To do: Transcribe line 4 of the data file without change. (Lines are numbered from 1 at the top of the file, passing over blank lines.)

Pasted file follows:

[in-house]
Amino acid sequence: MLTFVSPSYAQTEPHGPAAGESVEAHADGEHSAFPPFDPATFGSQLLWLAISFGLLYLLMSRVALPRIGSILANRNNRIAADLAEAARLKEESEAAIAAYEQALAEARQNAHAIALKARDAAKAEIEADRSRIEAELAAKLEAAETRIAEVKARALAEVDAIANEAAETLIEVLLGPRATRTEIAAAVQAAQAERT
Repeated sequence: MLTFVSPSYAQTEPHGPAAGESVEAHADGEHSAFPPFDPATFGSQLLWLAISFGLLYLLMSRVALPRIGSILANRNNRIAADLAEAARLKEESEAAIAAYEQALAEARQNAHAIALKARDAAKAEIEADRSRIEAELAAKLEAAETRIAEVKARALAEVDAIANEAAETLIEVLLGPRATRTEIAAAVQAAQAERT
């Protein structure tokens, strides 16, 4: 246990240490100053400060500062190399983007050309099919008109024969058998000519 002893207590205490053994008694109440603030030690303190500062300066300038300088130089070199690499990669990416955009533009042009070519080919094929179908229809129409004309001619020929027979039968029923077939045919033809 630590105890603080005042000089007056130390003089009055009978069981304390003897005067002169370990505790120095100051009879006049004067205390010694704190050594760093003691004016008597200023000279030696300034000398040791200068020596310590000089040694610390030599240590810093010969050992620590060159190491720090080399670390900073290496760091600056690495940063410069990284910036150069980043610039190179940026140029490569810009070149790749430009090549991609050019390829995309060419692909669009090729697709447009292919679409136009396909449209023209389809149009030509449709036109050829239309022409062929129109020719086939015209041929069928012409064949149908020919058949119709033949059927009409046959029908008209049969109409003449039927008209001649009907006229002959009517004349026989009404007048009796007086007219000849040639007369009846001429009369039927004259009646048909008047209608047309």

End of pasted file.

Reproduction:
């Protein structure tokens, strides 16, 4: 246990240490100053400060500062190399983007050309099919008109024969058998000519 002893207590205490053994008694109440603030030690303190500062300066300038300088130089070199690499990669990416955009533009042009070519080919094929179908229809129409004309001619020929027979039968029923077939045919033809 630590105890603080005042000089007056130390003089009055009978069981304390003897005067002169370990505790120095100051009879006049004067205390010694704190050594760093003691004016008597200023000279030696300034000398040791200068020596310590000089040694610390030599240590810093010969050992620590060159190491720090080399670390900073290496760091600056690495940063410069990284910036150069980043610039190179940026140029490569810009070149790749430009090549991609050019390829995309060419692909669009090729697709447009292919679409136009396909449209023209389809149009030509449709036109050829239309022409062929129109020719086939015209041929069928012409064949149908020919058949119709033949059927009409046959029908008209049969109409003449039927008209001649009907006229002959009517004349026989009404007048009796007086007219000849040639007369009846001429009369039927004259009646048909008047209608047309």